An Archbishop’s Folly

Once in a while, the strain of leading a large group of individuals intent on believing the unbelievable, becomes too much to bear. Mental lethargy and incompetence take over and the mind conjures weird, twisted, ideas better left to slink and suppurate in the dank, dark, cellars of the subconscious.

Britain’s Protestant Christian leader, the “Very Reverend” Archbishop Rowan Williams, known more colloquially as the “Mad Welsh Druid” or “Merlin’s Dad”, has, to put it kindly, recently flipped his lid by proclaiming Sharia law would inevitably become a part of the British judicial system.[1]


The national furore accompanying this statement has not yet penetrated the bastion of American self-indulgence that efficiently filters out happenings not directly related to matters solely US, but let me assure my American readers such outspoken statements do not ride well on the saddle of English liberalism, let alone within the citadel of conservative indulgence that passes for the Upper House of the British Parliament.

Westminster is not amused.

One result of the Archbish’s folly has been to highlight a little known fact about certain aspects of British justice – it doesn’t apply to Jews. Suddenly, the working people of Britain have for the first time been made aware of Battei Din,[2] Jewish courts covering civil issues as diverse as business and divorce. They’ve been around for centuries, but until now most Brits had no knowledge of their existence.

What’s good enough for Jews, quoth our good Archbishop, is equally relevant to Muslims.

One would find it hard to disagree with him on that point; the crux being why Jews have been allowed to circumvent the common law of the land for so long, and with apparent impunity. Why are Jewish religious courts operating in a secular kingdom with adequate secular laws and a secular civil and criminal court system established long before the Jewish Beth Din? [lit: “house of judgment”]

A common problem to arise within institutional religious organizations is the idea that somehow the only law we commoners understand is the law of their god. They argue that civil law is based on these divine rulings and as such one god’s law is as sacrosanct as another’s, at least when their officials are speaking to each other and not slitting each other’s throats.

Without a god, they say, we would be as the wild beasts, unable to socialize ourselves and conform to any regulation for the common good. The ten commandments are the pillars of our judicial system.

Of course, this concept is ridiculous. I don’t have a problem not coveting my neighbor’s wife; she’s short, fat, and eighty-two years old. Likewise, without graven images Hollywood would be out of business. And, what would Americans do if they kept the Sabbath holy and couldn’t go shopping on Sundays?

Man is perfectly capable of forming his own laws without any assistance from some mythical divinity, helped along by clerics in long dresses and toting candles. They should confine themselves to churches and leave the law of the land to secular governments.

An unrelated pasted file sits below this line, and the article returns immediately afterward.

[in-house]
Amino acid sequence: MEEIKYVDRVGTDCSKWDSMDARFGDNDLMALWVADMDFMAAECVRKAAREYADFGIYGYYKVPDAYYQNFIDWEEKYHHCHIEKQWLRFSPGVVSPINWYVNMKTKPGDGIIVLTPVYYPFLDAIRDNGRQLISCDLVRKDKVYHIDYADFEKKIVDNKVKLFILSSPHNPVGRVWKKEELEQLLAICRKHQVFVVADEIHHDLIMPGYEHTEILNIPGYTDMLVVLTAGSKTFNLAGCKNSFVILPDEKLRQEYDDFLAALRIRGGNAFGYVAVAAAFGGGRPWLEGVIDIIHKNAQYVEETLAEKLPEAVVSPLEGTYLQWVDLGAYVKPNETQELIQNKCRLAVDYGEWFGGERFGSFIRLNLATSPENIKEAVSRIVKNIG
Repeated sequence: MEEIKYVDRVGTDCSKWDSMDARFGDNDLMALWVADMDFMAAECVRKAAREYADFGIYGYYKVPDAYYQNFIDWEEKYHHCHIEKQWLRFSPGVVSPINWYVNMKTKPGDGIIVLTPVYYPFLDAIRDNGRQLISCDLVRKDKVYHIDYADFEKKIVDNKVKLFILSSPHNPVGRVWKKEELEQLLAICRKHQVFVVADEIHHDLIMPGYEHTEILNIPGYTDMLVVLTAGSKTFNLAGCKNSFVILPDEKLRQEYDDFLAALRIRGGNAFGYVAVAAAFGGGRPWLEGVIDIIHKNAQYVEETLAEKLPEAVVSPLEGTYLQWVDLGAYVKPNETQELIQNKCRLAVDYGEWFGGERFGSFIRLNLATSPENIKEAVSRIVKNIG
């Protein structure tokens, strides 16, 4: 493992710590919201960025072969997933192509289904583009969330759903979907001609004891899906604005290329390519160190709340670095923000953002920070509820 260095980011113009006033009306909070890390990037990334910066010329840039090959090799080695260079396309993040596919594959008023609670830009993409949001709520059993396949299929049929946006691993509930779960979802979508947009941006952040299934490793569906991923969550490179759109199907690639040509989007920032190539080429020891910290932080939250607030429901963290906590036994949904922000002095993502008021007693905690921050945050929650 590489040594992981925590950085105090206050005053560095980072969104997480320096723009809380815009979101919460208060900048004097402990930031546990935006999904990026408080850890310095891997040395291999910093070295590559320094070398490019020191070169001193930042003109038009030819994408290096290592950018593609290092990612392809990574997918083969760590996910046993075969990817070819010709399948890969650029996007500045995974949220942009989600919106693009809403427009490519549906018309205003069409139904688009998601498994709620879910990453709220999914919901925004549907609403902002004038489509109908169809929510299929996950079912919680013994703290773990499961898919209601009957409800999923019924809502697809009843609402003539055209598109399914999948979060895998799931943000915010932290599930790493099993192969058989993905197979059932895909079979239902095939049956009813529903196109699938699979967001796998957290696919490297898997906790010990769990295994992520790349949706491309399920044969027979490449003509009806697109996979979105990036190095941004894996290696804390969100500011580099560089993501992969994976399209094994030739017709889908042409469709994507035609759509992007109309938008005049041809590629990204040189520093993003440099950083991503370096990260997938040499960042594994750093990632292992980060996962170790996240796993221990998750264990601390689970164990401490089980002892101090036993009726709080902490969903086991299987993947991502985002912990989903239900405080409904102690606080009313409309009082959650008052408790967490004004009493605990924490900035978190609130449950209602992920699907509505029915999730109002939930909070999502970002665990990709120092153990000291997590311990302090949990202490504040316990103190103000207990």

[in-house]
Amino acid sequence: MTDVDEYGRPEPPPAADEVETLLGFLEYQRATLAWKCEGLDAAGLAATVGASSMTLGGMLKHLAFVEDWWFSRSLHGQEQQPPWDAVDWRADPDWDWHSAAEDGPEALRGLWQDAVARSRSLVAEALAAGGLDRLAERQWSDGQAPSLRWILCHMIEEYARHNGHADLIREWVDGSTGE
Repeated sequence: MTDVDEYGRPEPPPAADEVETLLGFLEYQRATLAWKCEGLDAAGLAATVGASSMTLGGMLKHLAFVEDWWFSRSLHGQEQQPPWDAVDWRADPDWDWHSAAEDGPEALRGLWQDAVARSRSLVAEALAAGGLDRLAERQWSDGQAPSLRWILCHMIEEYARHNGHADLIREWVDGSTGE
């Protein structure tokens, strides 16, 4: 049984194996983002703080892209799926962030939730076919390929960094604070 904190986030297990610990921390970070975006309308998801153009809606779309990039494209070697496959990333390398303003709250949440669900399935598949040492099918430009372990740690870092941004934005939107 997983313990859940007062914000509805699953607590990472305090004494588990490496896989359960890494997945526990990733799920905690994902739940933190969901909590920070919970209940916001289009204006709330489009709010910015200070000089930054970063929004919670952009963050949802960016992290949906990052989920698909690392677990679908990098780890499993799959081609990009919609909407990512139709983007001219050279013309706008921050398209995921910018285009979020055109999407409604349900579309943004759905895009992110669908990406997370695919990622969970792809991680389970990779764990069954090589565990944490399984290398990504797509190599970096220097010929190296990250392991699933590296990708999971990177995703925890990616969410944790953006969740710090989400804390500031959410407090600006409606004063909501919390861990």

Archbish Williams has been championing the cause of Islam in Britain of late, attempting in his own good Christian way to bridge the gap between east and west. It does seem, however, that this latest utterance is a perfect example of a bridge too far…….

The media is screaming for his blood; government ministers are muttering the “resignation” word; public opinion is straining at the leash, and – Holy Horrors! – the Church of England synod is planning an early meet to discuss the issue.

Meanwhile, Muslim leaders in Britain can barely disguise mullah-ish joy behind their jilbabs, and the rabbis continue to smirk contentedly into their Judaic whiskers.

[1] – Sharia row persists for Williams (BBC report)

[2] – Wikipedia

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6 Replies to “An Archbishop’s Folly”

  1. Can of worms, Pandora’s box, tee-hee!

    Even if the Archbishop were to resign, he has opened up the can, the box – the issue won’t go away.

    Reading about this gave me a feeling similar to watching a Harry Potter film. 😉

  2. TOB – I guess being the hotline to God can cause one to say things without feeling the need to judge the consequences. Silly man!

    Twilight – ah, but Harry Potter really could do magic. Old fogies like Williams and Ratzinger just pretend that they can.


  3. I love how some of these old toads wade in with blinkers strapped on tight and the spectacles all fogged up.
    I like to think they mean well, but that old inner cynic yawns at me.
    YAY for Pope Harry the First!

  4. WWW – I’m sure they mean well. Unfortunately, no-one sees well when they’re blinkered and with fogged up specs. Williams has been described in Britain as ‘one of the greatest thinkers in our nation’. How can he be a great thinker when his mind is closed by a mythology he insists is truth?

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